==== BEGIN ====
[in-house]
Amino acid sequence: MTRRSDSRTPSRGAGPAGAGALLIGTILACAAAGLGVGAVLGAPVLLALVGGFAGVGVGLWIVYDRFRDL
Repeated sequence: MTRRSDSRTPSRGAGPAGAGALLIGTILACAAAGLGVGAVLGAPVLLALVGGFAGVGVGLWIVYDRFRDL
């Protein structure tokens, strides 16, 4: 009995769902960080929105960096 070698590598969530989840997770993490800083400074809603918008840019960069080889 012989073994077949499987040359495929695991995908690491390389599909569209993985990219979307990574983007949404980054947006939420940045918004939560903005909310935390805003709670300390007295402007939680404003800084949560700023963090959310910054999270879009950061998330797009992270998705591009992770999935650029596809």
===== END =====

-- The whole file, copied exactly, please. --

[in-house]
Amino acid sequence: MTRRSDSRTPSRGAGPAGAGALLIGTILACAAAGLGVGAVLGAPVLLALVGGFAGVGVGLWIVYDRFRDL
Repeated sequence: MTRRSDSRTPSRGAGPAGAGALLIGTILACAAAGLGVGAVLGAPVLLALVGGFAGVGVGLWIVYDRFRDL
């Protein structure tokens, strides 16, 4: 009995769902960080929105960096 070698590598969530989840997770993490800083400074809603918008840019960069080889 012989073994077949499987040359495929695991995908690491390389599909569209993985990219979307990574983007949404980054947006939420940045918004939560903005909310935390805003709670300390007295402007939680404003800084949560700023963090959310910054999270879009950061998330797009992270998705591009992770999935650029596809």